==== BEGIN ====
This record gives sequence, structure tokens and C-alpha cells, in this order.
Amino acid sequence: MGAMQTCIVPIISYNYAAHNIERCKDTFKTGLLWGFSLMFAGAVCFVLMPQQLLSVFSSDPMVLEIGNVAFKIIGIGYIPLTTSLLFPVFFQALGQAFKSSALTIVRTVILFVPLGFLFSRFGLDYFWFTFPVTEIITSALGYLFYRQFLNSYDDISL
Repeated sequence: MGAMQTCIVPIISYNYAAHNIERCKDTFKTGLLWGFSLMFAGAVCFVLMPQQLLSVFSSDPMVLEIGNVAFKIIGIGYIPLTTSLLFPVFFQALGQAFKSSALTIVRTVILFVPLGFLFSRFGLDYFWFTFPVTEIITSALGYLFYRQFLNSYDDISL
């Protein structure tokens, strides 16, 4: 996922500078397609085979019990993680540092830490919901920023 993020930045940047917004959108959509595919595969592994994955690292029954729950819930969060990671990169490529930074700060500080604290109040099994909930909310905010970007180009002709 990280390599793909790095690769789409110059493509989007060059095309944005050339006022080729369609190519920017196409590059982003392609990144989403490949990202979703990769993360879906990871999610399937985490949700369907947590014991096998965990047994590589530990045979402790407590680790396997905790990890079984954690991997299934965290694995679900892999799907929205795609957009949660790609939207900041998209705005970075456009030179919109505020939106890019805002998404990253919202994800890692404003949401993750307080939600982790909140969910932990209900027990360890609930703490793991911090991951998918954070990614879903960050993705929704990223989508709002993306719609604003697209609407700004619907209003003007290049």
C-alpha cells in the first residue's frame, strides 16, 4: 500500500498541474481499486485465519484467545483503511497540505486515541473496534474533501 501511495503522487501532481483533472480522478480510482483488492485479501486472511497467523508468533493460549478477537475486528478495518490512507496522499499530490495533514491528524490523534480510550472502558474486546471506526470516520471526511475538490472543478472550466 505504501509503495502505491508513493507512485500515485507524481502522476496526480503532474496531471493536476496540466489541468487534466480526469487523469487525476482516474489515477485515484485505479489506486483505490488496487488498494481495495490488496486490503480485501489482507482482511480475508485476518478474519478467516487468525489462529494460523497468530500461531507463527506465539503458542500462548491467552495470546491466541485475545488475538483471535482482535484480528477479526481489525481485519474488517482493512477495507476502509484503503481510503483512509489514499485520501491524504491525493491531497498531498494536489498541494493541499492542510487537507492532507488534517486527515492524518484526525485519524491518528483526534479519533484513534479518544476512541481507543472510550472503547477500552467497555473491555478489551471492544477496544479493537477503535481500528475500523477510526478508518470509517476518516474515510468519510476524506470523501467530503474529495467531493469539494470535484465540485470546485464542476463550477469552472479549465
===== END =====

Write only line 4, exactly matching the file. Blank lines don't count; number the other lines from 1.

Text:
């Protein structure tokens, strides 16, 4: 996922500078397609085979019990993680540092830490919901920023 993020930045940047917004959108959509595919595969592994994955690292029954729950819930969060990671990169490529930074700060500080604290109040099994909930909310905010970007180009002709 990280390599793909790095690769789409110059493509989007060059095309944005050339006022080729369609190519920017196409590059982003392609990144989403490949990202979703990769993360879906990871999610399937985490949700369907947590014991096998965990047994590589530990045979402790407590680790396997905790990890079984954690991997299934965290694995679900892999799907929205795609957009949660790609939207900041998209705005970075456009030179919109505020939106890019805002998404990253919202994800890692404003949401993750307080939600982790909140969910932990209900027990360890609930703490793991911090991951998918954070990614879903960050993705929704990223989508709002993306719609604003697209609407700004619907209003003007290049």